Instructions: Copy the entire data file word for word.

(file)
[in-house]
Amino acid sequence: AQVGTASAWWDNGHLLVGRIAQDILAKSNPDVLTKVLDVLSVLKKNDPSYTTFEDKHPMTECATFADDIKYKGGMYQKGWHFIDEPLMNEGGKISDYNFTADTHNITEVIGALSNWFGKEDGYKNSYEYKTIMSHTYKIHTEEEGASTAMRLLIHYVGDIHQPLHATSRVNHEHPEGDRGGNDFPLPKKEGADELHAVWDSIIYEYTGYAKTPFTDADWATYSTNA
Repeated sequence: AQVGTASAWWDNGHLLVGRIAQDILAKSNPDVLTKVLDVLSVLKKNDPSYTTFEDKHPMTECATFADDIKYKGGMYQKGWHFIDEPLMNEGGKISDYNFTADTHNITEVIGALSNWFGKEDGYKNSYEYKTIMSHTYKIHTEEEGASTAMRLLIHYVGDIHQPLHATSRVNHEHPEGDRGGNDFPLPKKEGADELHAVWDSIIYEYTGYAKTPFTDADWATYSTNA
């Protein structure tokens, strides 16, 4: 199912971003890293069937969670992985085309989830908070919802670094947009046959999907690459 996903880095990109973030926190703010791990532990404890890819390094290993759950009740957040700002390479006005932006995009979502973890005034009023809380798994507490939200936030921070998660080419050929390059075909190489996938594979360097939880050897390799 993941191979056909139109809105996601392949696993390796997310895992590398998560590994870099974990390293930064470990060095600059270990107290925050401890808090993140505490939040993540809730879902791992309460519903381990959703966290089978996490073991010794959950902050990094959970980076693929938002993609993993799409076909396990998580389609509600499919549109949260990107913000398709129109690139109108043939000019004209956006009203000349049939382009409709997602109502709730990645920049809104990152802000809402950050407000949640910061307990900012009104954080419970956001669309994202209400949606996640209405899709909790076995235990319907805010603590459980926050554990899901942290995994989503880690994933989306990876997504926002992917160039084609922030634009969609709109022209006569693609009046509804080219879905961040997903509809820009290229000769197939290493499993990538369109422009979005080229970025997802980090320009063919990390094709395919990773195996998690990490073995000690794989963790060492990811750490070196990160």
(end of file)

[in-house]
Amino acid sequence: AQVGTASAWWDNGHLLVGRIAQDILAKSNPDVLTKVLDVLSVLKKNDPSYTTFEDKHPMTECATFADDIKYKGGMYQKGWHFIDEPLMNEGGKISDYNFTADTHNITEVIGALSNWFGKEDGYKNSYEYKTIMSHTYKIHTEEEGASTAMRLLIHYVGDIHQPLHATSRVNHEHPEGDRGGNDFPLPKKEGADELHAVWDSIIYEYTGYAKTPFTDADWATYSTNA
Repeated sequence: AQVGTASAWWDNGHLLVGRIAQDILAKSNPDVLTKVLDVLSVLKKNDPSYTTFEDKHPMTECATFADDIKYKGGMYQKGWHFIDEPLMNEGGKISDYNFTADTHNITEVIGALSNWFGKEDGYKNSYEYKTIMSHTYKIHTEEEGASTAMRLLIHYVGDIHQPLHATSRVNHEHPEGDRGGNDFPLPKKEGADELHAVWDSIIYEYTGYAKTPFTDADWATYSTNA
């Protein structure tokens, strides 16, 4: 199912971003890293069937969670992985085309989830908070919802670094947009046959999907690459 996903880095990109973030926190703010791990532990404890890819390094290993759950009740957040700002390479006005932006995009979502973890005034009023809380798994507490939200936030921070998660080419050929390059075909190489996938594979360097939880050897390799 993941191979056909139109809105996601392949696993390796997310895992590398998560590994870099974990390293930064470990060095600059270990107290925050401890808090993140505490939040993540809730879902791992309460519903381990959703966290089978996490073991010794959950902050990094959970980076693929938002993609993993799409076909396990998580389609509600499919549109949260990107913000398709129109690139109108043939000019004209956006009203000349049939382009409709997602109502709730990645920049809104990152802000809402950050407000949640910061307990900012009104954080419970956001669309994202209400949606996640209405899709909790076995235990319907805010603590459980926050554990899901942290995994989503880690994933989306990876997504926002992917160039084609922030634009969609709109022209006569693609009046509804080219879905961040997903509809820009290229000769197939290493499993990538369109422009979005080229970025997802980090320009063919990390094709395919990773195996998690990490073995000690794989963790060492990811750490070196990160």